Current Obsession: Raw Cheese

raw cheese
What is “raw” cheese? It’s mysterious! Delicious! *Slightly* illegal! You’d better sit down, cause you’re about to get some dairy knowledge.

Cheese is great, cheese is good, but there is a way it can get even better: when it’s made with raw milk. Raw milk is milk that has not been pasteaurized, a.k.a. heated to a specific temperature for a specific duration of time to kill bacteria. By nature, pasteurization alters both the texture and flavor of milk, cheese, or any other dairy product.

Pasteurization is the law, with few exceptions, in the U.S. Thus, unless you’ve eaten cheese abroad, you may have never had raw dairy before. Traditionally, camembert is an unpasteurized cheese but it cannot be imported raw. What we have in the United States is a bastar… I mean, pasteurized camembert-style soft cheese. Raw cheese tends to have a slightly tangy, earthy note underneath the richer flavors, which is so unique that it cannot be replicated artificially. I can say with certainty: camembert tastes different stateside, and that makes me sad. It’s part of the reason I believe we should have at least some access to unpasteurized milk and cheese.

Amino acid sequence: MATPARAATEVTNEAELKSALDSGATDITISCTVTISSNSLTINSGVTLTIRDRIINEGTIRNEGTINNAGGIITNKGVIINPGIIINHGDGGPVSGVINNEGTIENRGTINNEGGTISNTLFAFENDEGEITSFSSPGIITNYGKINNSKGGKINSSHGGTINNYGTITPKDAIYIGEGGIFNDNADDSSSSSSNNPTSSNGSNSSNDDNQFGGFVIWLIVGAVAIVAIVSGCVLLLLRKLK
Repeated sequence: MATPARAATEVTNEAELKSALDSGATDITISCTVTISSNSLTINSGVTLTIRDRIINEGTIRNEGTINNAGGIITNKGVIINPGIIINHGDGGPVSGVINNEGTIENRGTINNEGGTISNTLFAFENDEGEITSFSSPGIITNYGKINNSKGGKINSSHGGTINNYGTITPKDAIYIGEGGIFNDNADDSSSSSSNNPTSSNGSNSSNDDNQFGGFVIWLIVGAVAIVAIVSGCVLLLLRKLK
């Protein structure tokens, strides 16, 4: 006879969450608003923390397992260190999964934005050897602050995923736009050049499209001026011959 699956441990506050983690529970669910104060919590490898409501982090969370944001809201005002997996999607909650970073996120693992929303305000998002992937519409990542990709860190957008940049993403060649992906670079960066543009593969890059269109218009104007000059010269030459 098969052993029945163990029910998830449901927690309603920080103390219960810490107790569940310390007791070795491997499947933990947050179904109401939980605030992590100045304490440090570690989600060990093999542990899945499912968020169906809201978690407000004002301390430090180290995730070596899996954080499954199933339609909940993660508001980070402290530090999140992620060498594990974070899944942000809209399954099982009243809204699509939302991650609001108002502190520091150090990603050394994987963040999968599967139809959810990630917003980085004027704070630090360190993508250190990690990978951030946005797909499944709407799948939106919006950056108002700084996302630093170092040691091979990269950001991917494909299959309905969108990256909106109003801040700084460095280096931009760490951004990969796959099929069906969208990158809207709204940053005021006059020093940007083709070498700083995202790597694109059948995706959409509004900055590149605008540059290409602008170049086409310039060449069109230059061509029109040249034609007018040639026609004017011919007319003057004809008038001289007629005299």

Before you clutch those pearls, raw milk producers ensure the safety of their supply in alternative fashions, such as keeping cows in highly supervised and sanitary conditions, and aging their milk or dairy products for at least 60 days, during which the acids kill harmful bacteria. Still, some people are wary of cheese made with raw milk. You’re welcome to your opinions, but just be aware that contamination and bad bacteria do occur in pasteurized cheeses as well. Some raw milk and cheese enthusiasts have touted the nutritional benefits of unpasteurized dairy, because some bacteria killed during pasteurization is actually good for your gut! There is also some evidence that raw milk can help treat allergies and recurring bouts of “sour stomach”.

You can find raw cheeses in most specialty cheese shops, especially ones that focus on organic varieties. Whole Foods or similar markets will carry at least one variety; recently, a major brand went into the “raw” cheese business: Organic Valley. Though they do briefly heat their raw cheeses as a food safety precaution, the product is not fully pasteurized. Organic Valley offers a raw mild cheddar, a raw sharp cheddar, as well as a raw Jack-style cheese, which I heartily recommend (especially as a topping for chili).

And now, without further ado, let’s get to those links!

Serious Eats Talks Raw Cheese

Whole Foods Talks Raw Cheese

FDA Warnings About Raw Milk Cheese

Organic Valley Cheese Styles

In Current Obession, I get to plug something (for zero recognition, or monies) that I have been entirely obsessed with of late. It will be food related, or at least food-adjacent, and I’ll include many links to where you can fuel your burgeoning obsessions, too!

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